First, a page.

It's a beautiful day in the gayborhood...
Wanted: Gay (or gay-friendly progressive) home buyers who are interested in: A. Preservation and Restoration of Historic Homes; B. Working to have South Bessemer designated a historic neighborhood; C. promoting Diversity and Equality in Bessemer.
Here are some of the homes in South Bessemer that are for sale. Some of these homes have been restored, some have been partially updated, and some need a good amount of work. Contact me to obtain the addresses of the homes.
This is the Leckie House, built c. 1912, altered to become an airplane bungalow. I think it has been divided into apartments, but could be restored to single family.
The Harper House, built c. 1922, is a side-gabled bungalow. There have been some changes to this house, but I don't know much about it.
The Trotter-Sweatman House was built c. 1904. It is a good example of an American Foursquare house. Distinguishing characteristics are the paneled frieze band under the eaves extending around the house and the windows with upper sash border muntins. Two prominent Bessemer families occupied the house until 1972. Legend says the house is still occupied by a ghost of one of the Trotters. Our house harbors a ghost as well.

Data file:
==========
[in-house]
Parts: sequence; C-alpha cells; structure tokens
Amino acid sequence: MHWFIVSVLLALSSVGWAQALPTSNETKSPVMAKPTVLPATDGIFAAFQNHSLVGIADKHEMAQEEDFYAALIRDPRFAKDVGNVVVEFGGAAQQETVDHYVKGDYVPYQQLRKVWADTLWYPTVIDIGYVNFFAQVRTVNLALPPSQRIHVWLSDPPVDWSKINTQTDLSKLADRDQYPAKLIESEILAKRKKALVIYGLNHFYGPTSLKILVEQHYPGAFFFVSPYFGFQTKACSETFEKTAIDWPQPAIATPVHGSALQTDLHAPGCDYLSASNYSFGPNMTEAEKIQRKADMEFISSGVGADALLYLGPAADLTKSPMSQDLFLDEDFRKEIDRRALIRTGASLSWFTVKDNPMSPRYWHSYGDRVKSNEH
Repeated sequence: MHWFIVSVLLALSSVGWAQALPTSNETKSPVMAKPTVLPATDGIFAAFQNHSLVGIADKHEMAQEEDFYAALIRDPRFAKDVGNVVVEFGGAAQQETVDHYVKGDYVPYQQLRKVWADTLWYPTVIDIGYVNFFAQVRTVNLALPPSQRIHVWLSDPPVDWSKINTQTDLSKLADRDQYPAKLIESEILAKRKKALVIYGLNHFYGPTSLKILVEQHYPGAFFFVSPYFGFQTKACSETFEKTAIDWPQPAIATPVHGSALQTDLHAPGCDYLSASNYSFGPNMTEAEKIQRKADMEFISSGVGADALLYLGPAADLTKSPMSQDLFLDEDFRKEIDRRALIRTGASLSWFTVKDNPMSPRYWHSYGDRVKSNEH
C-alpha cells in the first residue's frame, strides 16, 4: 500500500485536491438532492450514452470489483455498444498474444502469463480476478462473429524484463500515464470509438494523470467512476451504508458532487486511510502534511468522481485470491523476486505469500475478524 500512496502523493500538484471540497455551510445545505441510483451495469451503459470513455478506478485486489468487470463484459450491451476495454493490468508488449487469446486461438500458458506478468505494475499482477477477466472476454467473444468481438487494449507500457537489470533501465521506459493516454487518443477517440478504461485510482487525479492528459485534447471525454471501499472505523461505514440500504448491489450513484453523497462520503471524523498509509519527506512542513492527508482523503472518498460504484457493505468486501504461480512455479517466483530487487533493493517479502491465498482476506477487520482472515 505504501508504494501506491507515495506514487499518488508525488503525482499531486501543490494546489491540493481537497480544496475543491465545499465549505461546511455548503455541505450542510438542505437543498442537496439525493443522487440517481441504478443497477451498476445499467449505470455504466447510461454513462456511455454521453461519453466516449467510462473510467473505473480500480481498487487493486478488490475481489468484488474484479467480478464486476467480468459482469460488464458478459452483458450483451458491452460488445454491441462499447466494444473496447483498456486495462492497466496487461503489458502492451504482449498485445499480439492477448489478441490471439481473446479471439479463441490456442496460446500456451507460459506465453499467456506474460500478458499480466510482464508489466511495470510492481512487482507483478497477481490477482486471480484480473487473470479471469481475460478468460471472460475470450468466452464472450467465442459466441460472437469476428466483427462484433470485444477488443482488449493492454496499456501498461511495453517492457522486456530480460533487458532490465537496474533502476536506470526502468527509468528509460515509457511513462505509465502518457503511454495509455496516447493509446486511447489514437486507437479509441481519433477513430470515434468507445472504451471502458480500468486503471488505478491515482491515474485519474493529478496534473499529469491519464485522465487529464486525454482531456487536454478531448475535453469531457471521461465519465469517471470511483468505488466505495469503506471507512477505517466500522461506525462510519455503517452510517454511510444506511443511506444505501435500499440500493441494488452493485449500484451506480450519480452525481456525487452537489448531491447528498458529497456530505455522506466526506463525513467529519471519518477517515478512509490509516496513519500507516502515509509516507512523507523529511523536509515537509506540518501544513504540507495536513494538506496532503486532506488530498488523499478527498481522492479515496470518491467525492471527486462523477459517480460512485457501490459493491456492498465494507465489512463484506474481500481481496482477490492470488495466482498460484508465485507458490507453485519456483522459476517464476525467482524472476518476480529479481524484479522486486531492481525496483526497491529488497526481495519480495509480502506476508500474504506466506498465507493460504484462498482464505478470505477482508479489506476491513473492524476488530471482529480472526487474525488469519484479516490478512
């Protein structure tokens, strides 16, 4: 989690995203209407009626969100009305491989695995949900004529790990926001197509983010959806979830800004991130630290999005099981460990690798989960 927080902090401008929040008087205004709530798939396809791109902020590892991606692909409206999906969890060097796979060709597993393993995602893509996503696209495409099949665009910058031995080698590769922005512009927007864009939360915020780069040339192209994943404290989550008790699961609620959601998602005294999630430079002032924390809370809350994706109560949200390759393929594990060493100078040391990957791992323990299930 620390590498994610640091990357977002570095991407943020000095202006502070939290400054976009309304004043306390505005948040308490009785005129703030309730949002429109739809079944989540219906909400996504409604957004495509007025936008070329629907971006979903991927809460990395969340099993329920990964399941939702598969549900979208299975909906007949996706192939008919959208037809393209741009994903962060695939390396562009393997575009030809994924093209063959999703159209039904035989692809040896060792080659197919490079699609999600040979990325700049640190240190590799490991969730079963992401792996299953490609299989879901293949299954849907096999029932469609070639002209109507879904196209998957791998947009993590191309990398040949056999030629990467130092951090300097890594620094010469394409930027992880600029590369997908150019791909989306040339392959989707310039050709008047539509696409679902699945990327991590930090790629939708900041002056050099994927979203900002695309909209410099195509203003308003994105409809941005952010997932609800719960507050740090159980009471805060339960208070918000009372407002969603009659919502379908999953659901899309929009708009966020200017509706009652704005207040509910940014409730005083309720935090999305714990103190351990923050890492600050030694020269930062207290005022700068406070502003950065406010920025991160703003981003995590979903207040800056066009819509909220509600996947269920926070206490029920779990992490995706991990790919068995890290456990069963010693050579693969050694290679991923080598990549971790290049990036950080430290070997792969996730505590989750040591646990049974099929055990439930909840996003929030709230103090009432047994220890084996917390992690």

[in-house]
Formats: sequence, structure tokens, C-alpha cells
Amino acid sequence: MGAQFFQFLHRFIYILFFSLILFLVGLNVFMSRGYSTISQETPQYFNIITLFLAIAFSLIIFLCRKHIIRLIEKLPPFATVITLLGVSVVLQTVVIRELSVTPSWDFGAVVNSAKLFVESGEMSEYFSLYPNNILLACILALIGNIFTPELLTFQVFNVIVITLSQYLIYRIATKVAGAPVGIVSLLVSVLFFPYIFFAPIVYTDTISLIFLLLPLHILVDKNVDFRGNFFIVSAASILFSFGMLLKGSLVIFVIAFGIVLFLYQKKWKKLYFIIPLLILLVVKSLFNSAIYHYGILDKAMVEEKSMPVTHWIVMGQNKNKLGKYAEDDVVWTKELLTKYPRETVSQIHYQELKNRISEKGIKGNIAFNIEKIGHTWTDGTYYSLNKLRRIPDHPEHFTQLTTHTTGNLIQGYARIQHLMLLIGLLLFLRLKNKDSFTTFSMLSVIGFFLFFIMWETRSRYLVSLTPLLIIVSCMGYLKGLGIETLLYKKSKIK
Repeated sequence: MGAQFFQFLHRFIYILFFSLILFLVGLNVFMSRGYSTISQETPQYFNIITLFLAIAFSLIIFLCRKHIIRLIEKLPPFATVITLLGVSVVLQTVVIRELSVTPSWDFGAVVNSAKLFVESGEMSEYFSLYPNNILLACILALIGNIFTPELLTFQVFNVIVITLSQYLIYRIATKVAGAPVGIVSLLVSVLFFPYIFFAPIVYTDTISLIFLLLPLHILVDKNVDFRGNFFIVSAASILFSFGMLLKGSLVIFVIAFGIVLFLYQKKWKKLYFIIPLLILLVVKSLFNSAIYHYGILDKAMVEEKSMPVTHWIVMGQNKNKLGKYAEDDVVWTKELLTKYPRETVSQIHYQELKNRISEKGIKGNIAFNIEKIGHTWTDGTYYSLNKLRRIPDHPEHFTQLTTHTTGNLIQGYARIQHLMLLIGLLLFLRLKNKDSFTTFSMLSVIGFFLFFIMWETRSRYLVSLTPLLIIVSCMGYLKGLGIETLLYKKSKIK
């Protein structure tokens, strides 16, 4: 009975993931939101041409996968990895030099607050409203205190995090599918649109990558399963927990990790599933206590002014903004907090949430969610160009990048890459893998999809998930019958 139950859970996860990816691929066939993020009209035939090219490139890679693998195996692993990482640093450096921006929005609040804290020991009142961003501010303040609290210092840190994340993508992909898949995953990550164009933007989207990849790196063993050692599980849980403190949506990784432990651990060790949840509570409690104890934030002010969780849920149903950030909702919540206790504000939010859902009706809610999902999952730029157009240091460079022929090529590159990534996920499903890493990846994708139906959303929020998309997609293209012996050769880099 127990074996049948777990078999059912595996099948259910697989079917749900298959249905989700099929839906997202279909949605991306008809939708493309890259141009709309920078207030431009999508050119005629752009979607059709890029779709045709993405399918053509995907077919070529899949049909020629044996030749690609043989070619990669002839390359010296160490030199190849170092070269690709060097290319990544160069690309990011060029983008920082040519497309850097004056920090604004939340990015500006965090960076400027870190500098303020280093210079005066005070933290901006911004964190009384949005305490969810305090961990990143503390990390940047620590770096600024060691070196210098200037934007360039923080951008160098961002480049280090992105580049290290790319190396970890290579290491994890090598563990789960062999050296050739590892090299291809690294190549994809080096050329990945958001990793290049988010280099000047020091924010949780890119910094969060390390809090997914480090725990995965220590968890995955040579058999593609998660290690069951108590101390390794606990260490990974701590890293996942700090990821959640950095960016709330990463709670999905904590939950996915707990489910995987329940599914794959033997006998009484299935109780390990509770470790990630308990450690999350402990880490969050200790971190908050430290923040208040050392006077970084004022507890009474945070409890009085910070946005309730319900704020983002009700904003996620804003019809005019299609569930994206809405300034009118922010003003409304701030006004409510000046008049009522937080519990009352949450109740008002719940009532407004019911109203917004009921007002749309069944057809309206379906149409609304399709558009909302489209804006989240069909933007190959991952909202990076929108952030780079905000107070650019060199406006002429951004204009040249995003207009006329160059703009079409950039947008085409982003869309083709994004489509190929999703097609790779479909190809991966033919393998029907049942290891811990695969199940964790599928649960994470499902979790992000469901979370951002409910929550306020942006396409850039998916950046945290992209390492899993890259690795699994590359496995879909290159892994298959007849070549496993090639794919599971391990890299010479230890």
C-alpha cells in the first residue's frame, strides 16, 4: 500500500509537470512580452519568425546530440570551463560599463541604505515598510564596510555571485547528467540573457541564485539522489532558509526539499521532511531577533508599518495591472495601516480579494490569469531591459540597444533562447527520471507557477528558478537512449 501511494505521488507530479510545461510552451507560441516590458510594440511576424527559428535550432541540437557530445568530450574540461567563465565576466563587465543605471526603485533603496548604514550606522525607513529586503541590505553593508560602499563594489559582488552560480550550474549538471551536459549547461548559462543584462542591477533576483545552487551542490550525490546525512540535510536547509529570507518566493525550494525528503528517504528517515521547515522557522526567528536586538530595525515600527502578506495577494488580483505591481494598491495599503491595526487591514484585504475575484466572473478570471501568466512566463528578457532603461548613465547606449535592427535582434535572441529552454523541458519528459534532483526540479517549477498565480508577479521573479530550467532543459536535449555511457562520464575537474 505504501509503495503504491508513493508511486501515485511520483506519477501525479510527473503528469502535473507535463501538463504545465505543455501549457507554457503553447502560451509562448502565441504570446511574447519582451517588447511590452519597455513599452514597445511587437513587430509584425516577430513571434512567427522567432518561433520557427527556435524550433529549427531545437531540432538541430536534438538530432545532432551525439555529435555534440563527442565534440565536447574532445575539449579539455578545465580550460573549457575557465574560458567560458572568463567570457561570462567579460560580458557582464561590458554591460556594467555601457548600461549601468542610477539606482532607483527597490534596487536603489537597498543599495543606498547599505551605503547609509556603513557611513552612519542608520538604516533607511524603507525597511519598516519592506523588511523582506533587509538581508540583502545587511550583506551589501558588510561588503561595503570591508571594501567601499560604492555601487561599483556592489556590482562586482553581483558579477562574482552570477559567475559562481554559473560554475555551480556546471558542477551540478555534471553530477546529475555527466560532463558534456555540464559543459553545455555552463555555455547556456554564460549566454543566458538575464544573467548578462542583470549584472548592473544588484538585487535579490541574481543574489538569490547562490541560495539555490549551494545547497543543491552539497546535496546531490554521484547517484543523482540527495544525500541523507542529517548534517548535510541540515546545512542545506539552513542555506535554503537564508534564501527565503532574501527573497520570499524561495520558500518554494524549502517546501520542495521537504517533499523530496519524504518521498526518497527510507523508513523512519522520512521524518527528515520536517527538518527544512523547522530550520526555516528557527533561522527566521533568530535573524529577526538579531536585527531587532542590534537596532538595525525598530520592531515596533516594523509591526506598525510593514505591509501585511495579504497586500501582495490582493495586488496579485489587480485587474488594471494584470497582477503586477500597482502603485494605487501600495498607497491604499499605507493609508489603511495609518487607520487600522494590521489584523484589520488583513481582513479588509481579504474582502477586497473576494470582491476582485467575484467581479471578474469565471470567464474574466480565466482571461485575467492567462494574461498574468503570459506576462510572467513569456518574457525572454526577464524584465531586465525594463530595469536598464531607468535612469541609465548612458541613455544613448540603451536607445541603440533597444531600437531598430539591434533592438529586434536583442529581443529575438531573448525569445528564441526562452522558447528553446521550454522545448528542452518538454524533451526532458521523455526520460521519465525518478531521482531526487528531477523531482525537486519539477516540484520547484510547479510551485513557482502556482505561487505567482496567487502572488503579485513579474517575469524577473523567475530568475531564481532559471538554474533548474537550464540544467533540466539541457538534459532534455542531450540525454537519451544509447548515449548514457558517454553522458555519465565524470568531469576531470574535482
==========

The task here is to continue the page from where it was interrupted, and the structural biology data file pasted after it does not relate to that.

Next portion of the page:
The T. W. Huey House was built c. 1928. It is a one story buff-brick bungalow with an enclosed projecting porch. The terrace leading to the entry is interesting, as is the decoration of the gables, lined with dentil blocks and containing lunette vents along the peaks.
This is the Harris-Woodrow House, built in 1913. It is a hip-roofed bungalow with interesting windows and a porch with nice columns. I don't know much about this house.
I love this house. The Read House, built c. 1915, is a cross-gabled Craftsman bungalow with a full-facade and wrapping projecting porch. Look at the stylized buttresses supporting the porch roof and the projecting entry bay with the double door and transom and sidelights. I think this house was divided into apartments in 1975. Again, if so, could be converted to single-family.
So, those are the current listed houses for sale. I know there are others but they don't have signs out front and I am hesitant to "advertise" them on this blog.
Now is the time to be looking and buying in Bessemer. You wont get a better deal on a Historic Home, and right now both prices and interest rates are low. After the election we will have a new mayor*, and look for support (in words if not more) for neighborhood development. Home values will rise. Now is the time to buy.
And if you call a realtor, tell them you saw the house on Bessemer Opinions.
* The lawsuit challenging mayoral Candidate Ken Gulley has been dismissed. This is what I would call a lulupalooser of a decision, because it now allows the Gulley canpaign to resume its focus on the issues at hand, rather than having to fend off an effort to keep Bessemer from moving forward.